While the Wildcats’ defensive backs played off the line of scrimmage and tried to prevent Griffin, Baylor’s do-everything quarterback, from throwing deep, running back Jay Finley did all kinds of damage at the line of scrimmage. He turned 26 carries into a career-high 250 yards and two touchdowns.
Granted, K-State’s defense is much better today than it was back then, but the point remains: Baylor’s offense is more complex than just its best player. Even if he is a Heisman Trophy contender and has completed more touchdown passes (13) than incompletions (12).
One player who could hurt K-State this year is running back Terrance Ganaway, a senior from DeKalb, Texas. In three games this season, he has rushed for 289 yards and three touchdowns on 51 carries. He has rushed for at least 80 yards and a touchdown in every game.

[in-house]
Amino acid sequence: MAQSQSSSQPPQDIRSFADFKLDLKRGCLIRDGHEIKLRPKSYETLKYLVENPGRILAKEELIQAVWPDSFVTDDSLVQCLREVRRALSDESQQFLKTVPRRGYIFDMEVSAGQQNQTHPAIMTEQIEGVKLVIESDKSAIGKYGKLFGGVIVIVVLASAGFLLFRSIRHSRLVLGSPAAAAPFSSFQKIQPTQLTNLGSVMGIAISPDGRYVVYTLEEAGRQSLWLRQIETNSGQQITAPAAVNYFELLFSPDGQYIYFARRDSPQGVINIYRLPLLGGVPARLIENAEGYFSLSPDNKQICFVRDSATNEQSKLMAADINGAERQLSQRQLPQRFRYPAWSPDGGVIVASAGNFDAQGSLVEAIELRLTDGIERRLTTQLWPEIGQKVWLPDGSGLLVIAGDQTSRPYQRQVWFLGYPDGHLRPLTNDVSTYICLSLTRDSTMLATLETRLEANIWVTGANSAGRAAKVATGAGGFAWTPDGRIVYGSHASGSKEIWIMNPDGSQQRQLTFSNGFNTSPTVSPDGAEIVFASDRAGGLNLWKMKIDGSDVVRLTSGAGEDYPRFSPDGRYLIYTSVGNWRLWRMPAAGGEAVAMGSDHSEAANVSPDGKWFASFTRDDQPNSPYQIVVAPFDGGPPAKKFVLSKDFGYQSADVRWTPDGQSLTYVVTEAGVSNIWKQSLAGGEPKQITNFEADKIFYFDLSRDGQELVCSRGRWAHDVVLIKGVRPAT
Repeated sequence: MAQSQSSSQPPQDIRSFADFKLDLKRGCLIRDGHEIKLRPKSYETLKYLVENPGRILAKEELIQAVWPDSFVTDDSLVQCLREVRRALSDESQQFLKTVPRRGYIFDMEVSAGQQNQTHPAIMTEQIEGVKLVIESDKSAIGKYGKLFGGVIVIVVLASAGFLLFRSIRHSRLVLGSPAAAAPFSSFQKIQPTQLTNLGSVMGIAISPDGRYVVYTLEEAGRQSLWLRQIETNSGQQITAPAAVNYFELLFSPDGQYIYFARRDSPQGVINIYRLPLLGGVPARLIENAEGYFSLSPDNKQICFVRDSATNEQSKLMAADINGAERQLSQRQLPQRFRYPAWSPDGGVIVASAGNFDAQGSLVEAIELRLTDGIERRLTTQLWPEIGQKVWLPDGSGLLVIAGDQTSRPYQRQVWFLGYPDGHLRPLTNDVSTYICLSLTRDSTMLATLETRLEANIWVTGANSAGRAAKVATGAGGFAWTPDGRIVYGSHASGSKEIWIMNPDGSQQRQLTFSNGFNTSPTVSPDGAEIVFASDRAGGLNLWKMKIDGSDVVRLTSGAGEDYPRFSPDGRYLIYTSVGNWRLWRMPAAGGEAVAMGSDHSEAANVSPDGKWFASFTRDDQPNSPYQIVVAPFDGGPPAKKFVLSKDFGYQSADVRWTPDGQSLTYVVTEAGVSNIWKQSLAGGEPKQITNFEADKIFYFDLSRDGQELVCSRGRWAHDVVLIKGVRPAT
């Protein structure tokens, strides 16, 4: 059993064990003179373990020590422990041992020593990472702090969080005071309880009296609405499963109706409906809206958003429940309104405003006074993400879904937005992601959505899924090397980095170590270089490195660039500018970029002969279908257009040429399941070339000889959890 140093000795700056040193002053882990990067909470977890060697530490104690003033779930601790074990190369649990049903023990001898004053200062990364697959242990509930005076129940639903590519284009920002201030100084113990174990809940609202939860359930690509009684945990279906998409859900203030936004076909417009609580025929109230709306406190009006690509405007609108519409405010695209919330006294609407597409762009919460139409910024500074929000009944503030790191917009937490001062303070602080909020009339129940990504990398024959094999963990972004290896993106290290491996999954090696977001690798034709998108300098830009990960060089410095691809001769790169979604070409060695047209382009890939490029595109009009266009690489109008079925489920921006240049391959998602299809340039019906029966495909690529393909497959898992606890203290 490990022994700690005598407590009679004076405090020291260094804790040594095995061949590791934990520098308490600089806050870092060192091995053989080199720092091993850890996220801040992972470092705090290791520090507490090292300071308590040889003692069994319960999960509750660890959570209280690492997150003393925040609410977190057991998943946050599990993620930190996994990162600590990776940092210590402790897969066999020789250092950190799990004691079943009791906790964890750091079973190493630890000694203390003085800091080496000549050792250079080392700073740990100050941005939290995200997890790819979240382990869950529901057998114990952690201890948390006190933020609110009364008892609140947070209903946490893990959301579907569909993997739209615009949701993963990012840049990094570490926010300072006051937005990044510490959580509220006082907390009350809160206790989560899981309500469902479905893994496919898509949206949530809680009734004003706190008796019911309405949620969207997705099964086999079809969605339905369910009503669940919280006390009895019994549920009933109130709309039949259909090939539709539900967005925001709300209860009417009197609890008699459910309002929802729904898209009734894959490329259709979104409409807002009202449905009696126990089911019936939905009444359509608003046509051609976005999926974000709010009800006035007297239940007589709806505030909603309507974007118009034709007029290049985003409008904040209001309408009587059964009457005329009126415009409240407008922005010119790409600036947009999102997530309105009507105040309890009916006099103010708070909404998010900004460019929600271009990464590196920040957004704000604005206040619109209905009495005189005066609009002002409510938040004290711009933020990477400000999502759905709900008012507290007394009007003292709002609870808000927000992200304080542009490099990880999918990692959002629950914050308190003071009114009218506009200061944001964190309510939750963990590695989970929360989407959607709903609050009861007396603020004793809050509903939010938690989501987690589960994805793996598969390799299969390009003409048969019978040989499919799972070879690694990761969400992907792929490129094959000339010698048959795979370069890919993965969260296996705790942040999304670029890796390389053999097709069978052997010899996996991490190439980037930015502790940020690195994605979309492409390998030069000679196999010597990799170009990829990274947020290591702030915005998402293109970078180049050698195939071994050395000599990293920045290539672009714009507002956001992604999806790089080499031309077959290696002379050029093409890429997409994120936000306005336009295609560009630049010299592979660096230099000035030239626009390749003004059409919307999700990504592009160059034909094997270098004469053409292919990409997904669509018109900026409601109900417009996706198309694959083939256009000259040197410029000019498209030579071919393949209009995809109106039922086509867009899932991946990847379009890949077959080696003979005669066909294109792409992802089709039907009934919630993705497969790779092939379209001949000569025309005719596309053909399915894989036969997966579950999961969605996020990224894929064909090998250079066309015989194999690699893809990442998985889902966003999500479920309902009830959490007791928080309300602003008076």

Like Griffin, he can be a difference-maker.
In front of a big crowd and bigger television audience in the season-opener against TCU, he rushed for 120 yards and a touchdown to help the Bears pick up one of their biggest wins in recent memory. It was only his second start.
“Terrance did exactly what we thought he would do, because that was his preparation,” Baylor coach Art Briles said afterward. “He prepared his mind and his body followed. Talent’s never been an issue with Terrance; it’s been mental structure.”
After a slow start to his career — he rushed for 495 total yards in his first two seasons with the Bears after transferring in from Houston — he is beginning to figure everything out.
K-State’s defense will need to keep an eye on him Saturday.